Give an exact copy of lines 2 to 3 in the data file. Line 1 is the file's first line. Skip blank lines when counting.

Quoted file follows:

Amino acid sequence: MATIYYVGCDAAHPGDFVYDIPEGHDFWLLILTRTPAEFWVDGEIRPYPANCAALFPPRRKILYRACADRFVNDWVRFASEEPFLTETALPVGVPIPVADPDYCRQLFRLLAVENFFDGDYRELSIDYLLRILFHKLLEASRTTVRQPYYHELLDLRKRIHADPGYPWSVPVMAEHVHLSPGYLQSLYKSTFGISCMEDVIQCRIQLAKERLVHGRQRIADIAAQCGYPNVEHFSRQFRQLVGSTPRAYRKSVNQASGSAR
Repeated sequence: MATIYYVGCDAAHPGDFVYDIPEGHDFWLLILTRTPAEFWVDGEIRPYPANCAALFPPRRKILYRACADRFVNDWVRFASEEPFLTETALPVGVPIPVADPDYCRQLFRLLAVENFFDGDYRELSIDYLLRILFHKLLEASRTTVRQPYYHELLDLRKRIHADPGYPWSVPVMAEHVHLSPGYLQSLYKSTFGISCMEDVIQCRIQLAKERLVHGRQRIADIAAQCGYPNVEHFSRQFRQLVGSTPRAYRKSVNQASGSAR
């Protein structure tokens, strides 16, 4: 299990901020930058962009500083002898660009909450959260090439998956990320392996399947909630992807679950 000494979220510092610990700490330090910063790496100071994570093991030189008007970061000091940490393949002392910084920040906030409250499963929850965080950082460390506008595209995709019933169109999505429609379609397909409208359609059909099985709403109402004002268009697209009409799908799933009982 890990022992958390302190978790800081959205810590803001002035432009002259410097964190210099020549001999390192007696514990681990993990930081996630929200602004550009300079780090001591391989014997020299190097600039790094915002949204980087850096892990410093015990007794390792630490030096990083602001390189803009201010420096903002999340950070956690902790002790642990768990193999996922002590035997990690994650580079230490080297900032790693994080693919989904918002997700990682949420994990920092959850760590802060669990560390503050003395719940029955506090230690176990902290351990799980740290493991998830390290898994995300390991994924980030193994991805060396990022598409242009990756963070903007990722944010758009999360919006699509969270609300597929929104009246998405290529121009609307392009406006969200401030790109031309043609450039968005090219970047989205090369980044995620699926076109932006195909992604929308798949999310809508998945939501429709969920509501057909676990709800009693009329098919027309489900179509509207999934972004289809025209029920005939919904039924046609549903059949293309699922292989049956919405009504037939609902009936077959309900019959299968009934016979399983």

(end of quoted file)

Repeated sequence: MATIYYVGCDAAHPGDFVYDIPEGHDFWLLILTRTPAEFWVDGEIRPYPANCAALFPPRRKILYRACADRFVNDWVRFASEEPFLTETALPVGVPIPVADPDYCRQLFRLLAVENFFDGDYRELSIDYLLRILFHKLLEASRTTVRQPYYHELLDLRKRIHADPGYPWSVPVMAEHVHLSPGYLQSLYKSTFGISCMEDVIQCRIQLAKERLVHGRQRIADIAAQCGYPNVEHFSRQFRQLVGSTPRAYRKSVNQASGSAR
């Protein structure tokens, strides 16, 4: 299990901020930058962009500083002898660009909450959260090439998956990320392996399947909630992807679950 000494979220510092610990700490330090910063790496100071994570093991030189008007970061000091940490393949002392910084920040906030409250499963929850965080950082460390506008595209995709019933169109999505429609379609397909409208359609059909099985709403109402004002268009697209009409799908799933009982 890990022992958390302190978790800081959205810590803001002035432009002259410097964190210099020549001999390192007696514990681990993990930081996630929200602004550009300079780090001591391989014997020299190097600039790094915002949204980087850096892990410093015990007794390792630490030096990083602001390189803009201010420096903002999340950070956690902790002790642990768990193999996922002590035997990690994650580079230490080297900032790693994080693919989904918002997700990682949420994990920092959850760590802060669990560390503050003395719940029955506090230690176990902290351990799980740290493991998830390290898994995300390991994924980030193994991805060396990022598409242009990756963070903007990722944010758009999360919006699509969270609300597929929104009246998405290529121009609307392009406006969200401030790109031309043609450039968005090219970047989205090369980044995620699926076109932006195909992604929308798949999310809508998945939501429709969920509501057909676990709800009693009329098919027309489900179509509207999934972004289809025209029920005939919904039924046609549903059949293309699922292989049956919405009504037939609902009936077959309900019959299968009934016979399983």